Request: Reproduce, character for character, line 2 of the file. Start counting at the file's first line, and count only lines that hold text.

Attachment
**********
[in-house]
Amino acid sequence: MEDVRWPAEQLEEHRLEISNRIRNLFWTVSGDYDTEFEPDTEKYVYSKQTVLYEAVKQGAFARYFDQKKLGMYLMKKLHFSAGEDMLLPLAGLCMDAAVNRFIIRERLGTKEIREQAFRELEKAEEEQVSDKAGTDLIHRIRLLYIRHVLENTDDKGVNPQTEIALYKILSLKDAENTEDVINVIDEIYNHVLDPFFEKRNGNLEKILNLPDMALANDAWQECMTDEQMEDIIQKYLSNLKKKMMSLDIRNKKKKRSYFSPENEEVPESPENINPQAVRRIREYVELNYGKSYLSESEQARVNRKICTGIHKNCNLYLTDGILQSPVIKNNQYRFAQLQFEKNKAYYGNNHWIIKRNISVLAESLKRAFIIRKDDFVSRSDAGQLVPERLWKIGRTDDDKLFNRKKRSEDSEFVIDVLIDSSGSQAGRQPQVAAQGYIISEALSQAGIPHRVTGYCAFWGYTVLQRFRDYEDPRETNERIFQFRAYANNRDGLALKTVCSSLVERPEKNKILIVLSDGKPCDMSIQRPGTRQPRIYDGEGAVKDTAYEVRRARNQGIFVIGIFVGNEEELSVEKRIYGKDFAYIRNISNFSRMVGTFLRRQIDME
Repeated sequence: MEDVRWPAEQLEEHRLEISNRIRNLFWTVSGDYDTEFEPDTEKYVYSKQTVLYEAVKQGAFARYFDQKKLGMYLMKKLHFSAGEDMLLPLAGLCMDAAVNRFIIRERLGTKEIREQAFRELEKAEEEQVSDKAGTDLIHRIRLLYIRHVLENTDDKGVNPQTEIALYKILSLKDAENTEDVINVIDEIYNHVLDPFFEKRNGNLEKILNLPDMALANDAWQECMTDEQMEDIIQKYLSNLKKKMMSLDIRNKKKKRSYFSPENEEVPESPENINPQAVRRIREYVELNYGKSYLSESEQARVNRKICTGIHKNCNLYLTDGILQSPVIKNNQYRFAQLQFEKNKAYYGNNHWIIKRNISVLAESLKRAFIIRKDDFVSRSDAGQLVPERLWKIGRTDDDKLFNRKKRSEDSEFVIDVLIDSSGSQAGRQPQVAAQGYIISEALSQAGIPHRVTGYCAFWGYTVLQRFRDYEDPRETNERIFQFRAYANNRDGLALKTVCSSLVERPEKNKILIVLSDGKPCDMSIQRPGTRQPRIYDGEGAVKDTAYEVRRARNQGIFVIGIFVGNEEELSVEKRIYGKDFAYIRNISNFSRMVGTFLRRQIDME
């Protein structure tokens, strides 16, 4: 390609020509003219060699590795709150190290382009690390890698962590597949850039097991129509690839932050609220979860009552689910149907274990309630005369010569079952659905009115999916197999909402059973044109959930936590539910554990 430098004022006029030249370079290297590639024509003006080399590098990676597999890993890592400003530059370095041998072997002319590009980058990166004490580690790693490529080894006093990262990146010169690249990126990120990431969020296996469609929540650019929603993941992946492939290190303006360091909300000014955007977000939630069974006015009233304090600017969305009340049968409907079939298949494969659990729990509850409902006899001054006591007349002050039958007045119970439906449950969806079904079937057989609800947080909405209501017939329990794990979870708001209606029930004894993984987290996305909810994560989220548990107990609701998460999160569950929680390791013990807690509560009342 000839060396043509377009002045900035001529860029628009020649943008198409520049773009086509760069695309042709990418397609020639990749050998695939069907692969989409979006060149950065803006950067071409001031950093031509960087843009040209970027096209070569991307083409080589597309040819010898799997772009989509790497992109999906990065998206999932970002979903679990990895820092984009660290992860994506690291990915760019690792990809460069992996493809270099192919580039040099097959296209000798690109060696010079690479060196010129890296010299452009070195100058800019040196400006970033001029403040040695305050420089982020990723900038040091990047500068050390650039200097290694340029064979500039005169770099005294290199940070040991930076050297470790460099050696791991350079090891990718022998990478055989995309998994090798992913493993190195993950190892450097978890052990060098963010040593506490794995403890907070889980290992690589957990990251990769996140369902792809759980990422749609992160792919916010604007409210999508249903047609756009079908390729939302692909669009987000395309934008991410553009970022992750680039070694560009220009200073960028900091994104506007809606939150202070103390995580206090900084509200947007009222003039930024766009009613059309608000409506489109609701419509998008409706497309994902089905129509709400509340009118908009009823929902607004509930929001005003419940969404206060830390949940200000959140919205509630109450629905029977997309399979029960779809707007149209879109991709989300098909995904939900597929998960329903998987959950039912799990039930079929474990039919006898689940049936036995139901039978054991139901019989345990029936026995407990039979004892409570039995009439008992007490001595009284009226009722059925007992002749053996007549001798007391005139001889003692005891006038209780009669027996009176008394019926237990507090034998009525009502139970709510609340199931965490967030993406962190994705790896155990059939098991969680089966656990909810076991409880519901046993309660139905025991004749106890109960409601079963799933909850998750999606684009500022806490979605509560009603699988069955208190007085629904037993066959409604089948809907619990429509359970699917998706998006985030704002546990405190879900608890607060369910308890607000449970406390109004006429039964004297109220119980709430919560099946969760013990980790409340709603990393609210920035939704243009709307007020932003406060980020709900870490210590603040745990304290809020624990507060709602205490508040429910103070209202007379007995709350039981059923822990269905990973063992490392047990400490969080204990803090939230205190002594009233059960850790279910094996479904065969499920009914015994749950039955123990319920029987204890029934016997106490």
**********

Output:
Amino acid sequence: MEDVRWPAEQLEEHRLEISNRIRNLFWTVSGDYDTEFEPDTEKYVYSKQTVLYEAVKQGAFARYFDQKKLGMYLMKKLHFSAGEDMLLPLAGLCMDAAVNRFIIRERLGTKEIREQAFRELEKAEEEQVSDKAGTDLIHRIRLLYIRHVLENTDDKGVNPQTEIALYKILSLKDAENTEDVINVIDEIYNHVLDPFFEKRNGNLEKILNLPDMALANDAWQECMTDEQMEDIIQKYLSNLKKKMMSLDIRNKKKKRSYFSPENEEVPESPENINPQAVRRIREYVELNYGKSYLSESEQARVNRKICTGIHKNCNLYLTDGILQSPVIKNNQYRFAQLQFEKNKAYYGNNHWIIKRNISVLAESLKRAFIIRKDDFVSRSDAGQLVPERLWKIGRTDDDKLFNRKKRSEDSEFVIDVLIDSSGSQAGRQPQVAAQGYIISEALSQAGIPHRVTGYCAFWGYTVLQRFRDYEDPRETNERIFQFRAYANNRDGLALKTVCSSLVERPEKNKILIVLSDGKPCDMSIQRPGTRQPRIYDGEGAVKDTAYEVRRARNQGIFVIGIFVGNEEELSVEKRIYGKDFAYIRNISNFSRMVGTFLRRQIDME